Communities around the U.S. already have, or are currently developing, greenhouse gas emissions reduction targets to combat climate change. And yet these targets and timelines are highly variable from plan to plan, based on politics, attitudes, and planning approach.
The City of Ashland’s Climate and Energy Action Plan (CEAP) Ad-hoc committee, which is made up of community members with diverse backgrounds and areas of expertise, voted unanimously to adopt science-based greenhouse gas emissions targets.
Science-based targets are linked to the best available climate science, similar to how medical treatments are based on the best available medical research. For example, if I went to the doctor and was diagnosed with high blood pressure, my doctor would give me medication and a diet to reduce my blood pressure to a predetermined “safe” level. It wouldn’t be a nice round number, nor would it be based on what is most convenient. We would develop specific actions to achieve my goal based on the best available blood pressure and health science.
The same approach should be used for setting greenhouse gas emissions targets. The science on climate change is clear. We must return greenhouse gases to 350ppm in the atmosphere by 2100 in order to avoid the most catastrophic impacts. A recent publication by 18 leading international scientists (Hansen et al. 2013) outlines the path for climate recovery: globally, we must reduce emissions by 8% per year, starting in 2017, AND we must grow back our forests and store more carbon in soils. Each year we delay increases the required percent emissions cuts.
Recently, in Washington state, a group of young people won a lawsuit demanding that the state set science-based greenhouse gas targets rather than lower targets that were considered “arbitrary” and which violate the right of young people to “life, liberty, property, equal protection under the law, and government protection of public trust resources.” The court determined that science-based emissions reductions have to include all relevant sources of emissions, including transportation, infrastructure, forestry, agriculture, and consumption.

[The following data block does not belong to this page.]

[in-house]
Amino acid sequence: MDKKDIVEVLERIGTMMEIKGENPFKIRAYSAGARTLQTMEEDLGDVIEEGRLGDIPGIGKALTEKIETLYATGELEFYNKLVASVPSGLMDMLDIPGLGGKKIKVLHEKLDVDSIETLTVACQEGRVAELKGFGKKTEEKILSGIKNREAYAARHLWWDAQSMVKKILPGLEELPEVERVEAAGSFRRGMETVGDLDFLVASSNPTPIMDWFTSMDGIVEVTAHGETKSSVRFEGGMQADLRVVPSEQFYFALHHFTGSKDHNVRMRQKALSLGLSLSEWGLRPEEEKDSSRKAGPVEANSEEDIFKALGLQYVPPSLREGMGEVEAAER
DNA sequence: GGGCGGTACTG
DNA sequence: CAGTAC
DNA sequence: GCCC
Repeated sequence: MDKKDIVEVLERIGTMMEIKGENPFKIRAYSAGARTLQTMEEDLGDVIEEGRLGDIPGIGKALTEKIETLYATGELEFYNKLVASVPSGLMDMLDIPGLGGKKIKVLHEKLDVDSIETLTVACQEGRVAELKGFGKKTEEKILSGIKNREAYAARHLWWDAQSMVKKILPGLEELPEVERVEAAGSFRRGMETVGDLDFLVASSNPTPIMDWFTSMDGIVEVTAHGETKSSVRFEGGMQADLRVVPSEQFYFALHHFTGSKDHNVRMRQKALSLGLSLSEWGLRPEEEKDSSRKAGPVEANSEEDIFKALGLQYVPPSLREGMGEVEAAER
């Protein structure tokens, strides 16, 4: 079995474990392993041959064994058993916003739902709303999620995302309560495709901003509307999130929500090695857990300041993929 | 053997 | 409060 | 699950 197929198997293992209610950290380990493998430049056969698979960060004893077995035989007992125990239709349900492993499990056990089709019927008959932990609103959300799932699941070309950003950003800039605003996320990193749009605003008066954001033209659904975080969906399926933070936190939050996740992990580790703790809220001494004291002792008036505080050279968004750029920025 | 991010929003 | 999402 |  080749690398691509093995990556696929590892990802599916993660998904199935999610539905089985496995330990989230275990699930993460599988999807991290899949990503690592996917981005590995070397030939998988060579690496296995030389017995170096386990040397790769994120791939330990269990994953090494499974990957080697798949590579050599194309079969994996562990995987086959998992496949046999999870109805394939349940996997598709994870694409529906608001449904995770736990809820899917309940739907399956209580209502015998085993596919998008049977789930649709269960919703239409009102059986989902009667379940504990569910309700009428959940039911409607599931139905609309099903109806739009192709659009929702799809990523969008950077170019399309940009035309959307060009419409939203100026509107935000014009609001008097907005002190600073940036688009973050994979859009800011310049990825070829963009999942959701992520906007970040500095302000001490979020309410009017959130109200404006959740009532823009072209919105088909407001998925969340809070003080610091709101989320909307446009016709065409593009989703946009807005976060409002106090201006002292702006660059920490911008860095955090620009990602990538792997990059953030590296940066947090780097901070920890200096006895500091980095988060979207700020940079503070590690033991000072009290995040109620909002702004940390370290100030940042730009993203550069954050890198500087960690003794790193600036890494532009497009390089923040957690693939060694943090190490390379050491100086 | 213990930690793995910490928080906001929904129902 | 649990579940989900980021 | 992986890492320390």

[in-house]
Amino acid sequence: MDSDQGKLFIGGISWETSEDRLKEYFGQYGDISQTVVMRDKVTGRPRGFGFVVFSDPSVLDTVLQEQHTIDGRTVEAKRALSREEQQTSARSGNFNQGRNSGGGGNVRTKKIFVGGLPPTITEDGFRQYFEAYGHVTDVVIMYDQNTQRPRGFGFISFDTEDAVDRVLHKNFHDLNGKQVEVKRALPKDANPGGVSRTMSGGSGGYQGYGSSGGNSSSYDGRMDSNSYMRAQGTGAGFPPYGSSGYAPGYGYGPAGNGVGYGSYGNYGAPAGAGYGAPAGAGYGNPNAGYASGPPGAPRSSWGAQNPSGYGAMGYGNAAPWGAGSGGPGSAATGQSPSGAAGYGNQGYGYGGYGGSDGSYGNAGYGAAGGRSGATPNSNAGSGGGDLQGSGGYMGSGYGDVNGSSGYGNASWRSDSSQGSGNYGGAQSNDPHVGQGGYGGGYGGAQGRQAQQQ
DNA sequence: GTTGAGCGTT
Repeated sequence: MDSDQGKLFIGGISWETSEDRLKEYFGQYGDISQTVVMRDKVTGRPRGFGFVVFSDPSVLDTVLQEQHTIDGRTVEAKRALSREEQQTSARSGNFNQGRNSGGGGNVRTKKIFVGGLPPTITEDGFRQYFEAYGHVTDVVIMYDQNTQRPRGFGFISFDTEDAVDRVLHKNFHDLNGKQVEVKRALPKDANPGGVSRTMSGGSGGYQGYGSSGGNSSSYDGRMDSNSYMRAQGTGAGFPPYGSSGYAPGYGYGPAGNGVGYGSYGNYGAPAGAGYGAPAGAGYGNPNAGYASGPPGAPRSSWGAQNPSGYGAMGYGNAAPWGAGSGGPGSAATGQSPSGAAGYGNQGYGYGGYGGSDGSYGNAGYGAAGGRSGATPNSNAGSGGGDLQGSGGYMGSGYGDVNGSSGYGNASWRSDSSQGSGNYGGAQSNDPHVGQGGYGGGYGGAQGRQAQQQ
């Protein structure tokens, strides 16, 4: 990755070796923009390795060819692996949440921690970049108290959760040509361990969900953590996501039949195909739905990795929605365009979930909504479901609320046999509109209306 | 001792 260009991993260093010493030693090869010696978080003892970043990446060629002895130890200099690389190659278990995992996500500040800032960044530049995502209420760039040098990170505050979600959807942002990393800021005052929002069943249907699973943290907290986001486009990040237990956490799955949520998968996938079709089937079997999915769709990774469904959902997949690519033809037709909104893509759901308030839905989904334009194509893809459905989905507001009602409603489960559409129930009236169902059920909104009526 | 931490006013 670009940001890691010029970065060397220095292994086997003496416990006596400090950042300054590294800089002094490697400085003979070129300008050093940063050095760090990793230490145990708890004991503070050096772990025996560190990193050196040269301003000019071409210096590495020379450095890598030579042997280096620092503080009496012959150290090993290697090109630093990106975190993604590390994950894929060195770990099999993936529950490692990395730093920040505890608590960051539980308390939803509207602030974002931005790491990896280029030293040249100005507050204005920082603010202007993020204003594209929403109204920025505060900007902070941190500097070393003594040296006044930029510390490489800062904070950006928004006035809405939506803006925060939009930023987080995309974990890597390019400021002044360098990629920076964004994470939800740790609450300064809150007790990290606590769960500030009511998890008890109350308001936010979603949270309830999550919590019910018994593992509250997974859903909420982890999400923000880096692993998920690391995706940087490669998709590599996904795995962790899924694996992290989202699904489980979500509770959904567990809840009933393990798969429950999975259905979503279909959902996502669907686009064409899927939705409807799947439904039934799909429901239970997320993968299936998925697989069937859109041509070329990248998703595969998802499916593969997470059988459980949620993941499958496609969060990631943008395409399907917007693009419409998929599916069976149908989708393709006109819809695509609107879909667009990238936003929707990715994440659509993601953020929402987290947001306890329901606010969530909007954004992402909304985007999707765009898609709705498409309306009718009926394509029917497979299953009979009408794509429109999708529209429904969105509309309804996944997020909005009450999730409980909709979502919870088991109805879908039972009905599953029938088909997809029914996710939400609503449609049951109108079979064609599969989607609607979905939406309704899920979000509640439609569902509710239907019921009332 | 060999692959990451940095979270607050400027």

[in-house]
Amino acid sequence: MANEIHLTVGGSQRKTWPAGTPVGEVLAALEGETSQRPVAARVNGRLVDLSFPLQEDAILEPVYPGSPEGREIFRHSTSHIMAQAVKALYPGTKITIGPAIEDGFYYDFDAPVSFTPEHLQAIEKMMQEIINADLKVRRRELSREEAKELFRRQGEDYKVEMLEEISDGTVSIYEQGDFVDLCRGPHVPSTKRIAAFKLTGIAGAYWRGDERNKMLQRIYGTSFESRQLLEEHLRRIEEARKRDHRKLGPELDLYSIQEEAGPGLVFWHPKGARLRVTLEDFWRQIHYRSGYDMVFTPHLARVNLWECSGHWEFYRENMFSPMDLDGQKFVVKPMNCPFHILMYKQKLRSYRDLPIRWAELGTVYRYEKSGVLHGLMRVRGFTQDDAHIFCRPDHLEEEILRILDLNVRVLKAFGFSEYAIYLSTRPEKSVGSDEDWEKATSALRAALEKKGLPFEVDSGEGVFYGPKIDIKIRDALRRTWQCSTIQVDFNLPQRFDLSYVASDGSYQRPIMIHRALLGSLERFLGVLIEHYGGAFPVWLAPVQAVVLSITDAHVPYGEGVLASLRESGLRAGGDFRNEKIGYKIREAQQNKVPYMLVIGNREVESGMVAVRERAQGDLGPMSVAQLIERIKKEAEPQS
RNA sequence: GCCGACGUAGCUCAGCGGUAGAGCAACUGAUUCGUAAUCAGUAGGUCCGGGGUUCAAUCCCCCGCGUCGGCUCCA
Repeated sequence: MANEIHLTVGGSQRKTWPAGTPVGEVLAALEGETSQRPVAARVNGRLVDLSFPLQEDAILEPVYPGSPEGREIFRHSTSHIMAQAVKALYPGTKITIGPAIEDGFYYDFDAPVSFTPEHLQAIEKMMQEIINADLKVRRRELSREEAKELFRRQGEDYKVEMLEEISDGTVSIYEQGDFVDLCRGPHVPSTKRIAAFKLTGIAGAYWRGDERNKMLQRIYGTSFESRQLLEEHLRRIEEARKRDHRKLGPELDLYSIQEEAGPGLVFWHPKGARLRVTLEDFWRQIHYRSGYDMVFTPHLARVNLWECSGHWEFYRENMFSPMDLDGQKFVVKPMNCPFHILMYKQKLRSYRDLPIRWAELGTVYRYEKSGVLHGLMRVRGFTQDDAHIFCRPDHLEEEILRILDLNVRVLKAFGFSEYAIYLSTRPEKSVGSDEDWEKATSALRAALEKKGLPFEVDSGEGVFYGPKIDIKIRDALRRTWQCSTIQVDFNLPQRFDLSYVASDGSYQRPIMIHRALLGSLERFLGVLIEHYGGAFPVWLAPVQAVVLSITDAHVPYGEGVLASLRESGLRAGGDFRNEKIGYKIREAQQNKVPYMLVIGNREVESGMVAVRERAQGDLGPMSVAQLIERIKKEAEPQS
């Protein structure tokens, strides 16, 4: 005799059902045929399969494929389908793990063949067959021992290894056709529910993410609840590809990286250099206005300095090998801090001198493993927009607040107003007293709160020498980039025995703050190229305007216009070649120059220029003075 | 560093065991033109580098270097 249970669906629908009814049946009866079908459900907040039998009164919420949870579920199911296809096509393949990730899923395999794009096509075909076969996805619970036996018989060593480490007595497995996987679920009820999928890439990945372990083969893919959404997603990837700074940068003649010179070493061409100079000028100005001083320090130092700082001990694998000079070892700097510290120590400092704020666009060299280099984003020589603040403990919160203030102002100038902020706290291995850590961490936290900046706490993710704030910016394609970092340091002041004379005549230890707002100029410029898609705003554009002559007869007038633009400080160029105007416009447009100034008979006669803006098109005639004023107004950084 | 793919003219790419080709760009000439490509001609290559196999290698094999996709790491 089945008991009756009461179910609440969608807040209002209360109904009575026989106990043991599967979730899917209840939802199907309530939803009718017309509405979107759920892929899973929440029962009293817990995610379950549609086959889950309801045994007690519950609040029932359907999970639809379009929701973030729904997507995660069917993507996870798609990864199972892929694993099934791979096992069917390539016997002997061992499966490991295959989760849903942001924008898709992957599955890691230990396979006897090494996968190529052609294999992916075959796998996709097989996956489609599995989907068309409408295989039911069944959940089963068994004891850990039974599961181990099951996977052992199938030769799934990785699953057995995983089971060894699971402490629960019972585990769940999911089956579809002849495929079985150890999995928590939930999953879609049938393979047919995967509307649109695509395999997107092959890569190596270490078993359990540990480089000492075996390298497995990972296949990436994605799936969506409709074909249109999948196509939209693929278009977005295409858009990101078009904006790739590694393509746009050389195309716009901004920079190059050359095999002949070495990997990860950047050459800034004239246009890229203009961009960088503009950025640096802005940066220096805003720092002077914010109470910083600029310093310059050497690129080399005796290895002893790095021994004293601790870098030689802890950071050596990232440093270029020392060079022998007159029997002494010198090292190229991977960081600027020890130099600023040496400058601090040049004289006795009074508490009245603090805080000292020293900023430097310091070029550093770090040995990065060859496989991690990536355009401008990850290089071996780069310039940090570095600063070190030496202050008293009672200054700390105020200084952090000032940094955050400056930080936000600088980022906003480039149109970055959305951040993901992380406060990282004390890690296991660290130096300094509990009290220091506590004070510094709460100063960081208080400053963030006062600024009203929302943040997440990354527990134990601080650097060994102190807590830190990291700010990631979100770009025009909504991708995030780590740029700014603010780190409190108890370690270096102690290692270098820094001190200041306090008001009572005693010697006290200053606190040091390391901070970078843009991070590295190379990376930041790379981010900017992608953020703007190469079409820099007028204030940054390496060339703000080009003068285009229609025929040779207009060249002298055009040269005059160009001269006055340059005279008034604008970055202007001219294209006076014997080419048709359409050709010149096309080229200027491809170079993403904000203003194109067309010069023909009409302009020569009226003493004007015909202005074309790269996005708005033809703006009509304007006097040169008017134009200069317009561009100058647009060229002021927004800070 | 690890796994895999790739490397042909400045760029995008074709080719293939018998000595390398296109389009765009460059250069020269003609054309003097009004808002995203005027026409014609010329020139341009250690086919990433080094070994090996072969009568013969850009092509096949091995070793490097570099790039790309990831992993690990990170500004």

Ashland’s Climate and Energy Action Plan is moving in the right direction by adopting science-based greenhouse gas emissions reduction targets of 8% per year. But this is only one aspect of the entire Climate and Energy Action Plan.
Climate action is two-pronged – it includes reducing greenhouse gas emissions (climate change “mitigation”) and protecting people and resources from the inevitable and ongoing impacts of climate change (climate change “adaptation”). For a truly science-based Climate and Energy Action Plan, the City’s adaptation strategies will also need to be based on strong climate science.
The City commissioned a science assessment from the Oregon Climate Change Research Institute (OCCRI) to identify climate trends and future conditions. The Geos Institute used that information to conduct a cross-sector Vulnerability Assessment. Some of the people and resources most vulnerable to climate change include water resources, low-income populations, non-English speaking residents, elders, energy infrastructure, and native ecosystems.
For a truly science-based plan, adaptation strategies must be developed to address the identified vulnerabilities. Many cities fail to consult the latest climate science in the development of their adaptation strategies, putting people and resources at risk. We are hopeful that Ashland will continue to press for science-based goals as it puts the finishing touches on its Climate and Energy Action Plan.
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